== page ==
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ERIC Number: EJ795119
Record Type: Journal
Publication Date: 2006
Pages: 19
Abstractor: ERIC
Reference Count: 80
ISSN: ISSN-1528-3534
Racialization in Early Childhood: A Critical Analysis of Discourses in Policies
Pacini-Ketchabaw, Veronica; White, Jan; de Almeida, Ana-Elisa Armstrong
International Journal of Educational Policy, Research, and Practice: Reconceptualizing Childhood Studies, v7 n1 p95-113 2006
A large portion of the early childhood literature in the area of cultural, racial, and linguistic diversity addresses the practices of institutions for young children, immigrant/refugee parents' understandings of their situation, and provides recommendations for more inclusive practices. This body of literature has proved very useful in bringing issues related to young children and families from racialized minorities to the forefront of discussions in early childhood. What has not been widely discussed (and problematized) are the assumptions made in policies that guide early childhood services. Most of the existing critical policy analyses that have been conducted in the field do not directly address racialized discourses There are, however, important exceptions that focus primarily on welfare reforms. This article attends to this gap in the literature by reporting on a study conducted in British Columbia, Canada that addressed the following questions: (1) How do discourses that guide early childhood policies within British Columbia represent young children and families from "racialized" minorities (Aboriginal, Canadian, and foreign-born)?; (2) What assumptions and surrounding bodies of knowledge about young children and families from "racialized" minorities organize existing policy discourses?; and (3) What issues do these discourses claim to, or intend to, resolve? Two notes are necessary in order to situate the ideas the authors address. First, the aim of this article is to "interrogate" the policies that guide early childhood services in the province of British Columbia. Second, the authors also want to move away from the creation of culturally essentialising categories that are primarily concerned with group-based cultural differences. Their aim is to utilize "a critical literacy of 'race,' racisms, anti-racisms and racialization", involving "critical 'readings' of how power operates and how it transforms, and reforms, social relations, through racial categories and consciousness". Using a variety of interpretive methodologies that include critical discourse analysis and poststructural questioning, the authors review documents designed to establish guiding principles for early childhood education in British Columbia. The analysis reveals: (1) categorization of groups of people that creates artificial divisions and erases heterogeneity; (2) the construction of new modernist forms of colorblindness that accept universalist constructions of health and well-being by essentializing and diluting people under the category "all"; and (3) the creation of new positions in which racialized minority children are located, creating them as homogeneous, vulnerable, and needing to be saved by those in power. This article proposes that policies need to be critically examined as they are embedded with normalizing discourses that are often taken for granted. It provides an alternative interpretation to the work that has been conducted in early childhood policy; and moreover to the work that has been done in the area of "multiculturalism" in early childhood. It helps educators to understand that what they consider valuable knowledge might be part of discursive relations.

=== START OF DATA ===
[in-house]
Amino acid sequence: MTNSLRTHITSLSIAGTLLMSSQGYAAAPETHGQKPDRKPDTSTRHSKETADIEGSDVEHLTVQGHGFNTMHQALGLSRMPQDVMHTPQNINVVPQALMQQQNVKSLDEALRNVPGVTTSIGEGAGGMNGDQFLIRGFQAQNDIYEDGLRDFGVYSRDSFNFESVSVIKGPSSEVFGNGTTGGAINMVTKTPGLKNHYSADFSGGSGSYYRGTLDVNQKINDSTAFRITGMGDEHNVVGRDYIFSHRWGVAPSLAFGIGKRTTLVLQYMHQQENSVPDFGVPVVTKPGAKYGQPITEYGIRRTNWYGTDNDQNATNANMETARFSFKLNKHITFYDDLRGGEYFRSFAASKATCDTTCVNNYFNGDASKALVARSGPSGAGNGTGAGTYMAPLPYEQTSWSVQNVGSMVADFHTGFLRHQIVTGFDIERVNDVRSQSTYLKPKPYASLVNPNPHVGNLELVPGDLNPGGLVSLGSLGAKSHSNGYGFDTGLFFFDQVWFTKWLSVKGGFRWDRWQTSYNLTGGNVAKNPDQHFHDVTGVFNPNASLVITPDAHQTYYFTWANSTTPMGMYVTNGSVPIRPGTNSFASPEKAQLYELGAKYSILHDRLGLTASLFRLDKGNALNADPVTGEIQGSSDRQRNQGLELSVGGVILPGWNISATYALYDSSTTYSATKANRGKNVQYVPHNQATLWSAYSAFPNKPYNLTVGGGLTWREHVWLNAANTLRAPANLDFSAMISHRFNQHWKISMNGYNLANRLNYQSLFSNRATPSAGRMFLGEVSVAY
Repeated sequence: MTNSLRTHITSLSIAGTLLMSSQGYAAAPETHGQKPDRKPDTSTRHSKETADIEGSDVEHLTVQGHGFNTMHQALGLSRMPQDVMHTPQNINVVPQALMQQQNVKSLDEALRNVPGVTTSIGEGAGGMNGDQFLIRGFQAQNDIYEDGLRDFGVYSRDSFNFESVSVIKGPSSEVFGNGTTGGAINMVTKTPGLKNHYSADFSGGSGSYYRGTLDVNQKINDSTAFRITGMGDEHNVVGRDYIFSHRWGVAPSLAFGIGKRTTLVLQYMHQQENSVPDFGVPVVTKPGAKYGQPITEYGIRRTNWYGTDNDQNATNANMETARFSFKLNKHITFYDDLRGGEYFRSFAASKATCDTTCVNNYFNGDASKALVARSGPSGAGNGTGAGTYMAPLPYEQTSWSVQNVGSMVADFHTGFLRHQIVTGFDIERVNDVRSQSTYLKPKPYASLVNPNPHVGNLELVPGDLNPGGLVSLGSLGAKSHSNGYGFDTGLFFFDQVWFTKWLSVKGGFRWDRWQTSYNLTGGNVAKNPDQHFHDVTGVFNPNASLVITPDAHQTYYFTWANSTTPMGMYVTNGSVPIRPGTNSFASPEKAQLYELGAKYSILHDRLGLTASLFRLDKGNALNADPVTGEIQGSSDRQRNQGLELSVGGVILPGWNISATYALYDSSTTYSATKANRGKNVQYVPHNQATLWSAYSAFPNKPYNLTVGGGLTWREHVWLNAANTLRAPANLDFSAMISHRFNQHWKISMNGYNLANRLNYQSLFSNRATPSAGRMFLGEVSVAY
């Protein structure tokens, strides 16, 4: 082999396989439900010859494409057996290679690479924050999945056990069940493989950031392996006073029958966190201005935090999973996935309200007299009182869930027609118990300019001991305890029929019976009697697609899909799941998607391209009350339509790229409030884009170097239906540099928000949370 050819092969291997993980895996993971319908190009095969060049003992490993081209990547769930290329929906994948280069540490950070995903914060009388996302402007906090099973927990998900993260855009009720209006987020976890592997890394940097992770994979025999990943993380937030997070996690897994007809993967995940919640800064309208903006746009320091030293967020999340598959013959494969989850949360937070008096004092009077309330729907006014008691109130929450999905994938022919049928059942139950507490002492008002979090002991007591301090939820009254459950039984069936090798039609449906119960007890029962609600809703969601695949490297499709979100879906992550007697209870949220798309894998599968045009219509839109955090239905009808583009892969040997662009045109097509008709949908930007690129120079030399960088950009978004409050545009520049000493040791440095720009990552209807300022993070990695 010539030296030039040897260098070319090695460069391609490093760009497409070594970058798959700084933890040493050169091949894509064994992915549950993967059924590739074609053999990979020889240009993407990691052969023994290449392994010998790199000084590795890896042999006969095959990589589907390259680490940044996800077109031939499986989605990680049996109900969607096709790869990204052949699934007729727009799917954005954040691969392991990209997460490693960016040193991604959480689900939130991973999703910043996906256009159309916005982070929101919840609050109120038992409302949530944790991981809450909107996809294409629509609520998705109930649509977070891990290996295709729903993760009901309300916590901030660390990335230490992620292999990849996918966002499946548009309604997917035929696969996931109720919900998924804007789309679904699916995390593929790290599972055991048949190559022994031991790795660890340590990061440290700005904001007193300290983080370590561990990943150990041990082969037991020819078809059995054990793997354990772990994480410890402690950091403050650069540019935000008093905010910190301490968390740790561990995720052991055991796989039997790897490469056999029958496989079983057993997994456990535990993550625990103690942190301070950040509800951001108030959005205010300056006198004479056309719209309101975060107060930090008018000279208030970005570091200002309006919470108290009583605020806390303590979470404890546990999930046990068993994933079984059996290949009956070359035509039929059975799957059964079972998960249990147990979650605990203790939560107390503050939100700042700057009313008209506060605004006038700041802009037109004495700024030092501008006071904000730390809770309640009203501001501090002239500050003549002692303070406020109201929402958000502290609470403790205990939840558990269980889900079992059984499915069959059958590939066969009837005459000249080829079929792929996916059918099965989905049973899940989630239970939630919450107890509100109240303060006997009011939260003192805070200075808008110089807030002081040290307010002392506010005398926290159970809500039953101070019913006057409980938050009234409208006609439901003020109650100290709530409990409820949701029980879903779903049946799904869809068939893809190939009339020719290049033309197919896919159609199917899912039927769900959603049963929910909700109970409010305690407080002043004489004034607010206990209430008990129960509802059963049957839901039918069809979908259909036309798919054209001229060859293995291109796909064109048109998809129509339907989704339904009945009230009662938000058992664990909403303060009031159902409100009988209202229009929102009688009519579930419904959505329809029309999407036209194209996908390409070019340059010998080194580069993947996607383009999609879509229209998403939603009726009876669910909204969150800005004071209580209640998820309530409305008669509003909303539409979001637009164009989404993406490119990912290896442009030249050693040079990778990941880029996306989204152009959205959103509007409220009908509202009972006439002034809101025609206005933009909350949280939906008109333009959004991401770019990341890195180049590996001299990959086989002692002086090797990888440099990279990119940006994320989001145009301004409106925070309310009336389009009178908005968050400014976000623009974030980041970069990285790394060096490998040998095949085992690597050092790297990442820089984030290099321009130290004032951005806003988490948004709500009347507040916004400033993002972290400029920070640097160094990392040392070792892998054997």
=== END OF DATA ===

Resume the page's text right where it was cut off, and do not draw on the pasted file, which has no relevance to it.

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Publication Type: Journal Articles; Reports - Evaluative
Education Level: Early Childhood Education
Audience: N/A
Language: English
Sponsor: N/A
Authoring Institution: N/A
Identifiers - Location: Canada